after, stating the case: The gist of a criminal conspiracy is the unlawful concurrence of two or more persons in a wicked scheme— the agreement to do an unlawful act or to do a lawful act in an unlawful way or by unlawful means — and it is said that the crime is complete without any overt act having been done to carry out the agreement. S. v. Van Pelt, 136 N. C., 633, 49 S. E., 177; S. v. Dalton, 168 N. C., 204; 83 S. E., 693; S. v. Trammell, 24 N. C., 379. “If two or more persons conspire to do a wrong, this conspiracy is an act ‘rendering the transaction a, crime/ without any. step taken in pursuance of the conspiracy.” S. v. Brady, 107 N. C., 822, 12 S. E., 325. The crime of conspiracy consists of the conspiracy, and not of its execution. S. v. Younger, 12 N. C., 357.
One who enters into a criminal conspiracy, like one who participates in a lynching, or joins a mob to accomplish some unlawful purpose, forfeits his independence and jeopardizes his liberty, for, by agreeing with another or others to do an unlawful 'thing, he thereby places his safety and security in the hands of every member of the conspiracy. The acts and declarations of each conspirator, done or uttered in furtherance of the common, illegal design, are admissible in evidence against all. “Every one who enters into a common purpose or design is equally deemed in law a party to every act which had before been done by the others, and a party to every act which may afterwards be done by any of the others, in furtherance of such common design.” S. v. Jackson, 82 N. C., 565.
But to make the acts and declarations of one person those of another, or to allow them to operate against another or others, it must appear that there was a common interest or purpose between them and that said acts were done, or said declarations uttered, in furtherance of the common design, or in execution of the conspiracy. S. v. George, 29 N. C., 321.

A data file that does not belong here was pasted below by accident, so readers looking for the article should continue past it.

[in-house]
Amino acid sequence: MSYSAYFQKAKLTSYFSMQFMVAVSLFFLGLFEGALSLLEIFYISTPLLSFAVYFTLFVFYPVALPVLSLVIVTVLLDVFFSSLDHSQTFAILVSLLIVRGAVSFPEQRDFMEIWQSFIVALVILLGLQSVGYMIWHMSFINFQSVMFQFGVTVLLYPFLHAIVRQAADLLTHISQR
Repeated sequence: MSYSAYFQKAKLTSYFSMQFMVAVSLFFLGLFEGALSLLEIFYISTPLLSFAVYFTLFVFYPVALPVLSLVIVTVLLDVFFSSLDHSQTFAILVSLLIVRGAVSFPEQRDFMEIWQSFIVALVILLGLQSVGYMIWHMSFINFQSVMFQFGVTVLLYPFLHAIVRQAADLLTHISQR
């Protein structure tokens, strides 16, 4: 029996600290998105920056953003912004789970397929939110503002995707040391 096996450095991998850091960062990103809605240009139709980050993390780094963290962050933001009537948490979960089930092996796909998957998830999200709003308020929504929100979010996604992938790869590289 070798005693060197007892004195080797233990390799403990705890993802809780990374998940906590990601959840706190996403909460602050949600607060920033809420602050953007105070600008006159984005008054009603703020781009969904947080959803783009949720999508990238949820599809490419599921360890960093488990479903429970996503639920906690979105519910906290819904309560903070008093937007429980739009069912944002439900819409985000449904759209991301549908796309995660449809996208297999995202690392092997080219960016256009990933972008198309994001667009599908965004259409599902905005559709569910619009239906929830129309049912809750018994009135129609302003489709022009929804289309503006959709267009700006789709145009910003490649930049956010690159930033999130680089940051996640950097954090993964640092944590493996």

Proof of the acts done in pursuance of the common design by one of the conspirators, even though not on trial, and of his declarations made after the entry of the defendants into the combination, and up to the *116time wben tbe offense was committed, is competent against all. S. v. Turner, 119 N. C., 841, 25 S. E., 810; S. v. Anderson, 92 N. C., 732. But declarations of one of tbe conspirators, made after tbe offense bas been committed and in tbe absence of tbe others, are not competent against tbe others, because not uttered in furtherance of tbe common design. S. v. Dean, 35 N. C., 63.
Tbe declarations of Alex McKenzie, made after be bad abandoned the conspiracy, and not in furtherance of the common design, but in derogation of it, and in the absence of the other conspirators, while competent against him, yet, we think, are inadmissible as evidence against the defendants Ritter and Vaughn. S. v. Dean, supra; S. v. George, supra. Nor can the admission of this evidence be held for harmless error. It undoubtedly weighed heavily against the defendants.
There are other exceptions appearing on the record worthy of consideration, but as they are not likely to arise on another bearing, we shall not consider them now.
For error in the admission of incompetent evidence, as indicated, a new trial must be awarded; and it is so ordered.